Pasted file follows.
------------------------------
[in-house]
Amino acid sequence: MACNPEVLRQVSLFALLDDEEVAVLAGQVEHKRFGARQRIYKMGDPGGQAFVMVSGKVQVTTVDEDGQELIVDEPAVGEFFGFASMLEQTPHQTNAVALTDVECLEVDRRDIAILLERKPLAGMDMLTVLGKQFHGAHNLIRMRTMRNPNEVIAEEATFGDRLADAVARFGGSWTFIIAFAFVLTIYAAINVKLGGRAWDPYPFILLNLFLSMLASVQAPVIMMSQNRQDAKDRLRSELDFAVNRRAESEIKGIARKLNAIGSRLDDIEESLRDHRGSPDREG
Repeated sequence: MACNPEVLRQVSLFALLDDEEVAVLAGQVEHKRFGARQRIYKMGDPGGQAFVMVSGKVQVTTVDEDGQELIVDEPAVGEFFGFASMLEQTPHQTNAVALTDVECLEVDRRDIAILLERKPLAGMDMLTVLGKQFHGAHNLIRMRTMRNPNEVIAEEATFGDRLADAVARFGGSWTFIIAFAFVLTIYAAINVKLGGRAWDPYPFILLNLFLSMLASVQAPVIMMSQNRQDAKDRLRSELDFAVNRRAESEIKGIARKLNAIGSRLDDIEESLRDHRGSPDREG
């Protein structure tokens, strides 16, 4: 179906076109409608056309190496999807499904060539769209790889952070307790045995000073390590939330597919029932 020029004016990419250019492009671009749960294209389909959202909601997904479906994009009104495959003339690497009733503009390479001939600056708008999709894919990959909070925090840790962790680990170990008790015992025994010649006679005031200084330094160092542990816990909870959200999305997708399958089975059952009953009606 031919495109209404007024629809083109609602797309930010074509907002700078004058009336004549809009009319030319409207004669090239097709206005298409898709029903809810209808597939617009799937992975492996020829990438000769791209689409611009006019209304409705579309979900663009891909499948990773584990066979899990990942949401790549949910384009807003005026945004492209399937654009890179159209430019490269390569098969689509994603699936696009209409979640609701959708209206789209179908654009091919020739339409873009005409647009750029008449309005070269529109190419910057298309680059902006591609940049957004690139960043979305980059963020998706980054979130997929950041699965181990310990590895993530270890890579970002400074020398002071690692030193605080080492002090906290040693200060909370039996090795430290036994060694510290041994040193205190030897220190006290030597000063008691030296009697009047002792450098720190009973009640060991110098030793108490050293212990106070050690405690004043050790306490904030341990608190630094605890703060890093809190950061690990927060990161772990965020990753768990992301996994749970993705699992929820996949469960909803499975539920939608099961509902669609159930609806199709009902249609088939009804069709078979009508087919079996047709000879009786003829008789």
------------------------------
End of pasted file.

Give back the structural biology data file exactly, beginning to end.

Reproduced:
[in-house]
Amino acid sequence: MACNPEVLRQVSLFALLDDEEVAVLAGQVEHKRFGARQRIYKMGDPGGQAFVMVSGKVQVTTVDEDGQELIVDEPAVGEFFGFASMLEQTPHQTNAVALTDVECLEVDRRDIAILLERKPLAGMDMLTVLGKQFHGAHNLIRMRTMRNPNEVIAEEATFGDRLADAVARFGGSWTFIIAFAFVLTIYAAINVKLGGRAWDPYPFILLNLFLSMLASVQAPVIMMSQNRQDAKDRLRSELDFAVNRRAESEIKGIARKLNAIGSRLDDIEESLRDHRGSPDREG
Repeated sequence: MACNPEVLRQVSLFALLDDEEVAVLAGQVEHKRFGARQRIYKMGDPGGQAFVMVSGKVQVTTVDEDGQELIVDEPAVGEFFGFASMLEQTPHQTNAVALTDVECLEVDRRDIAILLERKPLAGMDMLTVLGKQFHGAHNLIRMRTMRNPNEVIAEEATFGDRLADAVARFGGSWTFIIAFAFVLTIYAAINVKLGGRAWDPYPFILLNLFLSMLASVQAPVIMMSQNRQDAKDRLRSELDFAVNRRAESEIKGIARKLNAIGSRLDDIEESLRDHRGSPDREG
């Protein structure tokens, strides 16, 4: 179906076109409608056309190496999807499904060539769209790889952070307790045995000073390590939330597919029932 020029004016990419250019492009671009749960294209389909959202909601997904479906994009009104495959003339690497009733503009390479001939600056708008999709894919990959909070925090840790962790680990170990008790015992025994010649006679005031200084330094160092542990816990909870959200999305997708399958089975059952009953009606 031919495109209404007024629809083109609602797309930010074509907002700078004058009336004549809009009319030319409207004669090239097709206005298409898709029903809810209808597939617009799937992975492996020829990438000769791209689409611009006019209304409705579309979900663009891909499948990773584990066979899990990942949401790549949910384009807003005026945004492209399937654009890179159209430019490269390569098969689509994603699936696009209409979640609701959708209206789209179908654009091919020739339409873009005409647009750029008449309005070269529109190419910057298309680059902006591609940049957004690139960043979305980059963020998706980054979130997929950041699965181990310990590895993530270890890579970002400074020398002071690692030193605080080492002090906290040693200060909370039996090795430290036994060694510290041994040193205190030897220190006290030597000063008691030296009697009047002792450098720190009973009640060991110098030793108490050293212990106070050690405690004043050790306490904030341990608190630094605890703060890093809190950061690990927060990161772990965020990753768990992301996994749970993705699992929820996949469960909803499975539920939608099961509902669609159930609806199709009902249609088939009804069709078979009508087919079996047709000879009786003829008789």